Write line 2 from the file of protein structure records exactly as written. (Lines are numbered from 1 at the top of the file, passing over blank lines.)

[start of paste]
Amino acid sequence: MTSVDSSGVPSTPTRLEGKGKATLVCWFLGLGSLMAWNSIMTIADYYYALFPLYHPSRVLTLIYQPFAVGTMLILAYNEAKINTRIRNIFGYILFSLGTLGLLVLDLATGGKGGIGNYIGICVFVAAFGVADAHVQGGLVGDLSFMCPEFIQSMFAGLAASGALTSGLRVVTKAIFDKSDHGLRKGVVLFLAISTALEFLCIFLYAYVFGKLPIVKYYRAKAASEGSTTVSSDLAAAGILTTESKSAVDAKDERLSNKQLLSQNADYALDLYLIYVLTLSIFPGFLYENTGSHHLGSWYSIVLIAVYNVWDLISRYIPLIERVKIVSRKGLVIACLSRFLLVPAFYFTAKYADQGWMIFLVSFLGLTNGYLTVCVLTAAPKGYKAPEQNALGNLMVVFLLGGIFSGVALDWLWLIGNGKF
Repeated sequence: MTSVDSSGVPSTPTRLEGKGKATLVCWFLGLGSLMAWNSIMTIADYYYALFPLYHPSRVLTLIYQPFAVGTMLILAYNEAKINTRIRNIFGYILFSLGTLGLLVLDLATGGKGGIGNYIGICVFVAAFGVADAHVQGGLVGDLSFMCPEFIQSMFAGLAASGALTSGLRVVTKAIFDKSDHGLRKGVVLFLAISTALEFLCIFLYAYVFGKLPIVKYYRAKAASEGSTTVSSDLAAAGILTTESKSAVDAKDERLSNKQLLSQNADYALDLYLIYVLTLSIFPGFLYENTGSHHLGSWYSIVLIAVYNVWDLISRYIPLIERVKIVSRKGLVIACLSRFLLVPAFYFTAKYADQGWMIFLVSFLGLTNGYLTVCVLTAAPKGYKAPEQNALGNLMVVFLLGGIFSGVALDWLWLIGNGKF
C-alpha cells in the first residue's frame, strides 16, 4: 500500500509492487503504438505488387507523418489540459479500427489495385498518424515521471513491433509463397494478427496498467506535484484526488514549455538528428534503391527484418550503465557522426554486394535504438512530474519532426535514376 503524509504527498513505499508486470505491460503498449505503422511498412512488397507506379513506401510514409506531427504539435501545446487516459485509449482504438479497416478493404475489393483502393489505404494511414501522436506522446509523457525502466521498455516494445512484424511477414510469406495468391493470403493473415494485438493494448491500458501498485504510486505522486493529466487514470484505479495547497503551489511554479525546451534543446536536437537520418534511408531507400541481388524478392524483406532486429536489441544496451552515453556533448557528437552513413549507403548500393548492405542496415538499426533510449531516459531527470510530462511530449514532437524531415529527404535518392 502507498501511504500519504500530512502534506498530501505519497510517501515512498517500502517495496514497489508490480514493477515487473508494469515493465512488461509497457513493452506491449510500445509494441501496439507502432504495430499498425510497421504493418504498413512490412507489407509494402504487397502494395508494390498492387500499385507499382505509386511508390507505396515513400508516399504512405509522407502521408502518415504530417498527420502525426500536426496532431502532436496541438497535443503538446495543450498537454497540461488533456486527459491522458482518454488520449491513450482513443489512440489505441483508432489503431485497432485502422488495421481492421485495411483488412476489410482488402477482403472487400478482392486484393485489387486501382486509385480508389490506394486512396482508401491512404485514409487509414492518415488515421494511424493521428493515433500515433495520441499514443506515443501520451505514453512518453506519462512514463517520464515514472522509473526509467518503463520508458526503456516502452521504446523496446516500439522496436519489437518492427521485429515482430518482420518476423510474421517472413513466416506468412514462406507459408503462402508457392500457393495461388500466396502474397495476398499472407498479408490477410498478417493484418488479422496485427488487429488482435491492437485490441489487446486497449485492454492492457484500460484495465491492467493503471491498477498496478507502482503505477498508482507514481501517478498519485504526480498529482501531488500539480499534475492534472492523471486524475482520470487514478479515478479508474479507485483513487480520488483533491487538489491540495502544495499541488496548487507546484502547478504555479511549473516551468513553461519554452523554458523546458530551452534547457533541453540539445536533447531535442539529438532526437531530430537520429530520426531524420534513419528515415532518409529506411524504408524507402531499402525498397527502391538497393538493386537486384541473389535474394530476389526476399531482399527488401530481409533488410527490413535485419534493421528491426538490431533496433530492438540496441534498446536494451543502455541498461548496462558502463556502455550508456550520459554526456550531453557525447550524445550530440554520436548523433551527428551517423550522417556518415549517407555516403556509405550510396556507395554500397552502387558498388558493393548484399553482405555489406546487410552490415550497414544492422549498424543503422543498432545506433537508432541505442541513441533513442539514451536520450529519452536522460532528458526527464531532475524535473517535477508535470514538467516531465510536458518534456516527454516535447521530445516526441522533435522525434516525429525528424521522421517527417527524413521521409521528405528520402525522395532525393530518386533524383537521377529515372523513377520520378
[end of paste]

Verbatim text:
Repeated sequence: MTSVDSSGVPSTPTRLEGKGKATLVCWFLGLGSLMAWNSIMTIADYYYALFPLYHPSRVLTLIYQPFAVGTMLILAYNEAKINTRIRNIFGYILFSLGTLGLLVLDLATGGKGGIGNYIGICVFVAAFGVADAHVQGGLVGDLSFMCPEFIQSMFAGLAASGALTSGLRVVTKAIFDKSDHGLRKGVVLFLAISTALEFLCIFLYAYVFGKLPIVKYYRAKAASEGSTTVSSDLAAAGILTTESKSAVDAKDERLSNKQLLSQNADYALDLYLIYVLTLSIFPGFLYENTGSHHLGSWYSIVLIAVYNVWDLISRYIPLIERVKIVSRKGLVIACLSRFLLVPAFYFTAKYADQGWMIFLVSFLGLTNGYLTVCVLTAAPKGYKAPEQNALGNLMVVFLLGGIFSGVALDWLWLIGNGKF